By Konstantinos D. Politis
Amman, Jordan: ACOR, 2020
ISBN e-book: 978-9923-9789-7-9
“Zoara” is the biblical and ancient name for the city and center of an area today called the Southern Ghor. This region comprises a number of wadis (valleys with seasonal watercourses) that run from east to west and have created alluvial fans (ghors) at the southeastern shore of the Dead Sea. This is the deepest part of the Great Rift Valley, which stretches from northwestern Syria to East Africa. It was in one of those ghors, as-Safi, that Zoara was founded, precisely at the lowest place on the Earth’s surface.
The environment of the Southern Ghor is unique. Lying on major geological vault lines and arid most of the year, it offers a wealth of natural resources such as mineral salts, bitumen, and sulfur. Furthermore, the exceptional climate allows for the cultivation of valuable plants. Wheat, dates, balsam, indigo, and sugarcane were prevalent cash crops in the past. Its geographic position, on a major crossroads of the Near East, facilitated trade in antiquity. Consequently, it flourished, creating its own rich cultural heritage that has spanned more than 10,000 years.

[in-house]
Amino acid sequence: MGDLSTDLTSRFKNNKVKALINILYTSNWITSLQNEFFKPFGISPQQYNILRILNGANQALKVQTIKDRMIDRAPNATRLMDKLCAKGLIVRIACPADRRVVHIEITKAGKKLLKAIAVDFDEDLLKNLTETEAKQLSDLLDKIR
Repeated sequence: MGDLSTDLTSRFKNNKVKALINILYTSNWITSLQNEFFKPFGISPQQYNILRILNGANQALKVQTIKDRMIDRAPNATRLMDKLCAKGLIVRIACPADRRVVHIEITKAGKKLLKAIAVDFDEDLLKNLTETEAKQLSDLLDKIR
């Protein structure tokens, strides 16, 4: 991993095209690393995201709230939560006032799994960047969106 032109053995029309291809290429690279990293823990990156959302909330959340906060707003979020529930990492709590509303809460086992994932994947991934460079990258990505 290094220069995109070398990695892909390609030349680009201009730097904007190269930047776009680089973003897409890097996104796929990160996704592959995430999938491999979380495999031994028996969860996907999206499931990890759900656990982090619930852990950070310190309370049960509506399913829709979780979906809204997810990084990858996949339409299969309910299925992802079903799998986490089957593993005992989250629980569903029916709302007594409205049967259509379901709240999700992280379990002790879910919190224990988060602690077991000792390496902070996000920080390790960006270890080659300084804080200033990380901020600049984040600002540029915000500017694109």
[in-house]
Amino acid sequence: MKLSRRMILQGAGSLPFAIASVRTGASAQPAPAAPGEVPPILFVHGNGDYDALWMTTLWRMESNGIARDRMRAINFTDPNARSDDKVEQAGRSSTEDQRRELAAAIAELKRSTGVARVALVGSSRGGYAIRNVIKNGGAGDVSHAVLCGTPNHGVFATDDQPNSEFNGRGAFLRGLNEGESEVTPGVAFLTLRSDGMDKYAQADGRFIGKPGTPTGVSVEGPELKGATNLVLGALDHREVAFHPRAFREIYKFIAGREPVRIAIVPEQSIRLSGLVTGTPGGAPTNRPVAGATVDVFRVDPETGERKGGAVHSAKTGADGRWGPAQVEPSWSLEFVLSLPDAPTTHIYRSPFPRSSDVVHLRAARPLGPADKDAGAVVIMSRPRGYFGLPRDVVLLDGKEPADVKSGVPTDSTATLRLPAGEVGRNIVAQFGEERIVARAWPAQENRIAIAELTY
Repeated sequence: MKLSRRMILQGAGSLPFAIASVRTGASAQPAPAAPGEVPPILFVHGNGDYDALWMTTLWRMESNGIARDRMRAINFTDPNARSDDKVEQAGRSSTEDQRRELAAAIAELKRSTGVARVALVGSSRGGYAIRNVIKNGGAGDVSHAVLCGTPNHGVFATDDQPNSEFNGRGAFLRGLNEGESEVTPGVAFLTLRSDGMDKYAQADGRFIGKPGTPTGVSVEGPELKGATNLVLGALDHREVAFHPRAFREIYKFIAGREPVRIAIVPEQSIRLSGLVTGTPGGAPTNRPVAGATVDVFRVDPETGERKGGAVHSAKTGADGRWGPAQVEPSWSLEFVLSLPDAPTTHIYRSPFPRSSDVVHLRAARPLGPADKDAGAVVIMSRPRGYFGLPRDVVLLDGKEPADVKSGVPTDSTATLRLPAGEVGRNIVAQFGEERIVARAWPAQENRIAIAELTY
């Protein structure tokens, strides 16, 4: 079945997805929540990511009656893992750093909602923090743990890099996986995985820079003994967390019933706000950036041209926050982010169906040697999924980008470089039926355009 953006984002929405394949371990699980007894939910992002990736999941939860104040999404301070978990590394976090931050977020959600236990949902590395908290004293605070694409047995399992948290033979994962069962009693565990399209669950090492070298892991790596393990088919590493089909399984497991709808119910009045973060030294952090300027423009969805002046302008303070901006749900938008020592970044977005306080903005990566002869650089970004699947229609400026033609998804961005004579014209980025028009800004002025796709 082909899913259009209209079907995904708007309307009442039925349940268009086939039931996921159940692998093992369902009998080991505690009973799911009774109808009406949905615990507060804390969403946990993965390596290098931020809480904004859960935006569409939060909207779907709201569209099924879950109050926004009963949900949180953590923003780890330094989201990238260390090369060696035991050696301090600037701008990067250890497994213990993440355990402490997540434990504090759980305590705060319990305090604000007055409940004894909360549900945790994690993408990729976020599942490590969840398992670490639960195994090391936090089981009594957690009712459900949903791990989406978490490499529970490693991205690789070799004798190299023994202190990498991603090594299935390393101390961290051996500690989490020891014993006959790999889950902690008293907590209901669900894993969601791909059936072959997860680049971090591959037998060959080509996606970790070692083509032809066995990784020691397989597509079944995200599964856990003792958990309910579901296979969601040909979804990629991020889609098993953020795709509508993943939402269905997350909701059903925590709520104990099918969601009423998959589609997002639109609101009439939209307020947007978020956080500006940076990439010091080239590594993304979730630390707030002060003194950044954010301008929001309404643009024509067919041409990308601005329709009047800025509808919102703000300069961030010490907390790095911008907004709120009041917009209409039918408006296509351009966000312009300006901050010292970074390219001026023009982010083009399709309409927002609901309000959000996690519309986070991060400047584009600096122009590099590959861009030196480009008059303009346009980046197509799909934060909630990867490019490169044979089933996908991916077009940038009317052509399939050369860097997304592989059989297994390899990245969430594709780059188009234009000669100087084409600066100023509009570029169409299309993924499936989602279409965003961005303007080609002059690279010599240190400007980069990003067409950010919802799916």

A similar situation still exists today, with the extraction, processing, and trade of potash, bromine, and magnesium. Likewise, farmers can easily grow and export agricultural products such as tomatoes, cucumbers, melons, and other summer crops. The weather is mild in the winter and warm and sunny during the rest of the year. Perennial springs guarantee a constant supply of freshwater. The diligent and innovative population of the Southern Ghor greatly contributes to its prosperity.